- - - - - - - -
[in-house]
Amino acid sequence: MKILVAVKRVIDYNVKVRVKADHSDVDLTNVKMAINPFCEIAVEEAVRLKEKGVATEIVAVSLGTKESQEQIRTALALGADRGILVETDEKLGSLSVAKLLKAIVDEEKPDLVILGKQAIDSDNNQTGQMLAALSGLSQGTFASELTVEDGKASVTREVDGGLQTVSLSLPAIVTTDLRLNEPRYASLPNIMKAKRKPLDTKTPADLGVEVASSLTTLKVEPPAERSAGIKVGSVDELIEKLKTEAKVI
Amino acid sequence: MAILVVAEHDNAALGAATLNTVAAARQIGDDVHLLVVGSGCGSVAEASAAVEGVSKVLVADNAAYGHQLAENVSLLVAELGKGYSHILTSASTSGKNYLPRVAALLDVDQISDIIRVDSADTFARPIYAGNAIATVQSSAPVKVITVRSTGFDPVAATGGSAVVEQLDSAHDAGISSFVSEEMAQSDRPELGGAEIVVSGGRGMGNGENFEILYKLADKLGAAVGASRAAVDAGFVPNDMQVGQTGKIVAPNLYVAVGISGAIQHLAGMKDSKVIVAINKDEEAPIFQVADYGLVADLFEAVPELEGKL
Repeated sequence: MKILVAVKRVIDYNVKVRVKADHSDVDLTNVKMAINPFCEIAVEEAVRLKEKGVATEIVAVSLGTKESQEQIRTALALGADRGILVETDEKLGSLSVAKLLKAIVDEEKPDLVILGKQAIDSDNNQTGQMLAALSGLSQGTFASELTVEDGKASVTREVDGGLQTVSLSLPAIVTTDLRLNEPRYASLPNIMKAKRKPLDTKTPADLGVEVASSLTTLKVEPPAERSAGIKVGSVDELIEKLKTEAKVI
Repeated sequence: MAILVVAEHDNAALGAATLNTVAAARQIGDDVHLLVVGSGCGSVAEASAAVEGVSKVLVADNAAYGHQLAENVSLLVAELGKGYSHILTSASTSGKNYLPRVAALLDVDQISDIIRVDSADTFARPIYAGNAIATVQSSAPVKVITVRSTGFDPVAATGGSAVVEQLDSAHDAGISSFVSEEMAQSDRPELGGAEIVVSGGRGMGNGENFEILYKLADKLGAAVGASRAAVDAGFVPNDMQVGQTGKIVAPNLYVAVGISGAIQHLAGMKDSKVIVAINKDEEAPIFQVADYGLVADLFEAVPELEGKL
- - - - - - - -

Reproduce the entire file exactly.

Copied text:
[in-house]
Amino acid sequence: MKILVAVKRVIDYNVKVRVKADHSDVDLTNVKMAINPFCEIAVEEAVRLKEKGVATEIVAVSLGTKESQEQIRTALALGADRGILVETDEKLGSLSVAKLLKAIVDEEKPDLVILGKQAIDSDNNQTGQMLAALSGLSQGTFASELTVEDGKASVTREVDGGLQTVSLSLPAIVTTDLRLNEPRYASLPNIMKAKRKPLDTKTPADLGVEVASSLTTLKVEPPAERSAGIKVGSVDELIEKLKTEAKVI
Amino acid sequence: MAILVVAEHDNAALGAATLNTVAAARQIGDDVHLLVVGSGCGSVAEASAAVEGVSKVLVADNAAYGHQLAENVSLLVAELGKGYSHILTSASTSGKNYLPRVAALLDVDQISDIIRVDSADTFARPIYAGNAIATVQSSAPVKVITVRSTGFDPVAATGGSAVVEQLDSAHDAGISSFVSEEMAQSDRPELGGAEIVVSGGRGMGNGENFEILYKLADKLGAAVGASRAAVDAGFVPNDMQVGQTGKIVAPNLYVAVGISGAIQHLAGMKDSKVIVAINKDEEAPIFQVADYGLVADLFEAVPELEGKL
Repeated sequence: MKILVAVKRVIDYNVKVRVKADHSDVDLTNVKMAINPFCEIAVEEAVRLKEKGVATEIVAVSLGTKESQEQIRTALALGADRGILVETDEKLGSLSVAKLLKAIVDEEKPDLVILGKQAIDSDNNQTGQMLAALSGLSQGTFASELTVEDGKASVTREVDGGLQTVSLSLPAIVTTDLRLNEPRYASLPNIMKAKRKPLDTKTPADLGVEVASSLTTLKVEPPAERSAGIKVGSVDELIEKLKTEAKVI
Repeated sequence: MAILVVAEHDNAALGAATLNTVAAARQIGDDVHLLVVGSGCGSVAEASAAVEGVSKVLVADNAAYGHQLAENVSLLVAELGKGYSHILTSASTSGKNYLPRVAALLDVDQISDIIRVDSADTFARPIYAGNAIATVQSSAPVKVITVRSTGFDPVAATGGSAVVEQLDSAHDAGISSFVSEEMAQSDRPELGGAEIVVSGGRGMGNGENFEILYKLADKLGAAVGASRAAVDAGFVPNDMQVGQTGKIVAPNLYVAVGISGAIQHLAGMKDSKVIVAINKDEEAPIFQVADYGLVADLFEAVPELEGKL